Schooling Superdiversity: Linguistic features as linguistic resources in two Manenberg classrooms in the Western Cape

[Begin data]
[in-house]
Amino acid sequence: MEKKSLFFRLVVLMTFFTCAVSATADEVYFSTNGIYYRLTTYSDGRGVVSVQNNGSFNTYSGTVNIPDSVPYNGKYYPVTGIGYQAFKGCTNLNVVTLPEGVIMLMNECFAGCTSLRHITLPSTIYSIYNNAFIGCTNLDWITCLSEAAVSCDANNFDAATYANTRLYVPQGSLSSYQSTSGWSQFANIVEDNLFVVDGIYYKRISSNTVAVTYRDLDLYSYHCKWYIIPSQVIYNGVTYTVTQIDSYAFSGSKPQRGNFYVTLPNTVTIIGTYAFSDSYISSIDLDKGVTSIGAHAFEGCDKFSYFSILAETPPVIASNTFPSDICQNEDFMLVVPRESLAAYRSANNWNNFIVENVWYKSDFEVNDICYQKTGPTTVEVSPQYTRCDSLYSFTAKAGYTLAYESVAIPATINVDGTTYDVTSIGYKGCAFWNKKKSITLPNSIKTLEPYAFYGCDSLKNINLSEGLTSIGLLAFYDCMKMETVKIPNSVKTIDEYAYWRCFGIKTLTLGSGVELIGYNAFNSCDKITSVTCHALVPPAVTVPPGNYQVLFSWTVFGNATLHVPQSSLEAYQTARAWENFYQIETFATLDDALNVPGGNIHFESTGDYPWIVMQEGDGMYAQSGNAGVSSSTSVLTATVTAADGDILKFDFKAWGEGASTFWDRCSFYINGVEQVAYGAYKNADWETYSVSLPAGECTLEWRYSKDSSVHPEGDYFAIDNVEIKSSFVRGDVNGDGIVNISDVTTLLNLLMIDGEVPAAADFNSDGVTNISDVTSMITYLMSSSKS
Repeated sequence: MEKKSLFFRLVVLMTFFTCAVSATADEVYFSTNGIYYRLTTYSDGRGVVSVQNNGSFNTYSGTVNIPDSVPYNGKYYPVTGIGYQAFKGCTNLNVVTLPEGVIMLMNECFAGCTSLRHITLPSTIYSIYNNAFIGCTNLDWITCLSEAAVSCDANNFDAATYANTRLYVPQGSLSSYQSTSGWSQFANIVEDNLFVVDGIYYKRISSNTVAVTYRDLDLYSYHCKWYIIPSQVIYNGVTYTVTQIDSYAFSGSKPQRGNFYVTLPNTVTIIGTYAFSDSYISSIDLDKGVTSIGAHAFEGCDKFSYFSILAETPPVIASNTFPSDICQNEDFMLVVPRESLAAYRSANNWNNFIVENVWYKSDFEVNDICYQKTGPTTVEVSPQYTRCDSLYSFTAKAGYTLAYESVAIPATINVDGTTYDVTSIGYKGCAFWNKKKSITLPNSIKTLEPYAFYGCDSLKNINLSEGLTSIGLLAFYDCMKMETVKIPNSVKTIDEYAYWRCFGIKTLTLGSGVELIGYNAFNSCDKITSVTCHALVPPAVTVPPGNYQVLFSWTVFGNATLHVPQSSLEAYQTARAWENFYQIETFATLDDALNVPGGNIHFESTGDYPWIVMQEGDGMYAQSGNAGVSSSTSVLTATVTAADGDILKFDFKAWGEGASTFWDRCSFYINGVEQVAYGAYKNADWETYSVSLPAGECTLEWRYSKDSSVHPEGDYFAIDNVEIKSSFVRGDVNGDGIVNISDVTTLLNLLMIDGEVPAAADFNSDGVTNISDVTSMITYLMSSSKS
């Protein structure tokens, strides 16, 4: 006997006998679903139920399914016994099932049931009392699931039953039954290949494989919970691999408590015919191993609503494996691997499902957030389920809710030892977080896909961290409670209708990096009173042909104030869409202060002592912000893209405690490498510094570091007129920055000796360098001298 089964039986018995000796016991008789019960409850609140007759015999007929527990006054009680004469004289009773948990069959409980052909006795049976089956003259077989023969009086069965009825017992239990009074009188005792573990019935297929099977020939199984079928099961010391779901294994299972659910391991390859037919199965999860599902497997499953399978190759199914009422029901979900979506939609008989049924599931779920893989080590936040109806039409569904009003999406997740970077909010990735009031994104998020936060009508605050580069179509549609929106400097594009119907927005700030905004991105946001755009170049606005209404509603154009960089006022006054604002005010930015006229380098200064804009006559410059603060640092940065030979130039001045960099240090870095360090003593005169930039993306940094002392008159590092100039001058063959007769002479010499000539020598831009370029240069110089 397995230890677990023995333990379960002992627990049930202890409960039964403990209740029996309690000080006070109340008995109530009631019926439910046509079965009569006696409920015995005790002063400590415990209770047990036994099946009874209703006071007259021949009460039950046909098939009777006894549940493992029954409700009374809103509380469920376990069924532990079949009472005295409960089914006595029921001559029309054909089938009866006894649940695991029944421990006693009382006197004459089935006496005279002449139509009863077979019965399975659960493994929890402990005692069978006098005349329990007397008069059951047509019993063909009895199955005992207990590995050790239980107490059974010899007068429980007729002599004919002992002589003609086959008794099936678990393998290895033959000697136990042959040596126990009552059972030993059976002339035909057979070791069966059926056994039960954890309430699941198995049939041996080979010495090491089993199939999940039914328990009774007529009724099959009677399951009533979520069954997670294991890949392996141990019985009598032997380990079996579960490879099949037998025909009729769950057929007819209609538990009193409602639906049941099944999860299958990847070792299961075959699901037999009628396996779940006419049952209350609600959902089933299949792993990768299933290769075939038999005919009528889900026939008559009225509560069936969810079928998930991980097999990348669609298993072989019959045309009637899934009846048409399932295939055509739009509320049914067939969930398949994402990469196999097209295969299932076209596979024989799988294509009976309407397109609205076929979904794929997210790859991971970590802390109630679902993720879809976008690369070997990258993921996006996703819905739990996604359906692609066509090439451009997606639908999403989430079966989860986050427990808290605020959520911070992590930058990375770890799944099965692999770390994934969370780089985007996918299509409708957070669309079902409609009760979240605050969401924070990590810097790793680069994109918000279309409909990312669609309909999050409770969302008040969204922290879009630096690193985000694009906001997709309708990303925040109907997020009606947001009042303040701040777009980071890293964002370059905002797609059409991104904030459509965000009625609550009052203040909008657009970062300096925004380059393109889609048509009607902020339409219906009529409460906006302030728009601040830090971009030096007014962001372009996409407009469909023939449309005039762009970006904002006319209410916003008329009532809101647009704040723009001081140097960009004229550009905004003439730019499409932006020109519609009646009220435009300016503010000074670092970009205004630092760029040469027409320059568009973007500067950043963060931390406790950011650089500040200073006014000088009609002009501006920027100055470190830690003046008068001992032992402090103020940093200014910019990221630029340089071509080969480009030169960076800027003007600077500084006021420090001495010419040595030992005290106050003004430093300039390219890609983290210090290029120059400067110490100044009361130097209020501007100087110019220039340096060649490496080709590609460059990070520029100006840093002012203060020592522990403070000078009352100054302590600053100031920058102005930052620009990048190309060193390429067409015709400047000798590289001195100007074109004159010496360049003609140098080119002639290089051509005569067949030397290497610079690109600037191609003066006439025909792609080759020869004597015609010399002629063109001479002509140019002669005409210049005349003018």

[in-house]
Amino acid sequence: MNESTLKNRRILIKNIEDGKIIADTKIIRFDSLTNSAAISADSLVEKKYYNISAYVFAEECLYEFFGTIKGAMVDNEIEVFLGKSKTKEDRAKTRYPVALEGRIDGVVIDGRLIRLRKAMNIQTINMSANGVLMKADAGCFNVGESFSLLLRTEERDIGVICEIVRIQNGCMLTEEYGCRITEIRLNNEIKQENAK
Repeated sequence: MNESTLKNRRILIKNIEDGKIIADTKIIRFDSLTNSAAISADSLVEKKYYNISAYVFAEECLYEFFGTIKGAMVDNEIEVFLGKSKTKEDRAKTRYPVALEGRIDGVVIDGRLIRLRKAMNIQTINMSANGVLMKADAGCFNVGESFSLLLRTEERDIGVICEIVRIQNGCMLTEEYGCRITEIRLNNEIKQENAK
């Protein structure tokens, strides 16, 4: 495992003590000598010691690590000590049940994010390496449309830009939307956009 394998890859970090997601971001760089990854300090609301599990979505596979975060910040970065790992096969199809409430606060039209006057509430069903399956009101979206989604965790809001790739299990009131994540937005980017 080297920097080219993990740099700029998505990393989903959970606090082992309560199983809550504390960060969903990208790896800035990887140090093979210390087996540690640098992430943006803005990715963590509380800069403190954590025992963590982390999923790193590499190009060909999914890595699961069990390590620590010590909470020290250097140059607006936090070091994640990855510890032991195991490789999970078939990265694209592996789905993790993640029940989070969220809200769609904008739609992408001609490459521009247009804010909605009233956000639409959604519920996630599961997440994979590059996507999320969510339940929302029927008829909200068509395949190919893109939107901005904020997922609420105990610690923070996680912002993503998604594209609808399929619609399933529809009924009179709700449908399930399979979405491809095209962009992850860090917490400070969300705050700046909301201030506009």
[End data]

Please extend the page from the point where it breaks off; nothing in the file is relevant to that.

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This study is a working paper which addresses the need for the accommodation of linguistic diversity and mixed linguistic repertoires in the classroom context, due to the rise and changes in migration patterns, as a result of globalization. More specifically, it focuses on linguistic diversity and mixed linguistic repertoires amongst pupils in post- apartheid South African classrooms and investigates how the borrowing of linguistic features by teachers and learners can be used as linguistic resources in the classroom context. By investigating how an informal variety of speech, the borrowing of features across languages, can be utilized as linguistic resource in the classroom context, this paper proposes a move away from formal classroom discourse, to more informal varieties brought to the classroom by learners. Even though scholars such as Woolard (1994) and Ritzau (2014) have highlighted how the ideologies present in institutional settings, perceive the borrowing of linguistic features as an indication of ‘less than full linguistic capabilities’ (Woolard, 1994:63), various other studies have emphasized the increase in mobility is characterized by an unbelievable rise in the category of migrants, not only with regards to nationality, ethnicity and language, but also in terms of their reasons for emigrating, routes used during relocation, entry into the labour and housing markets of the host societies and so forth.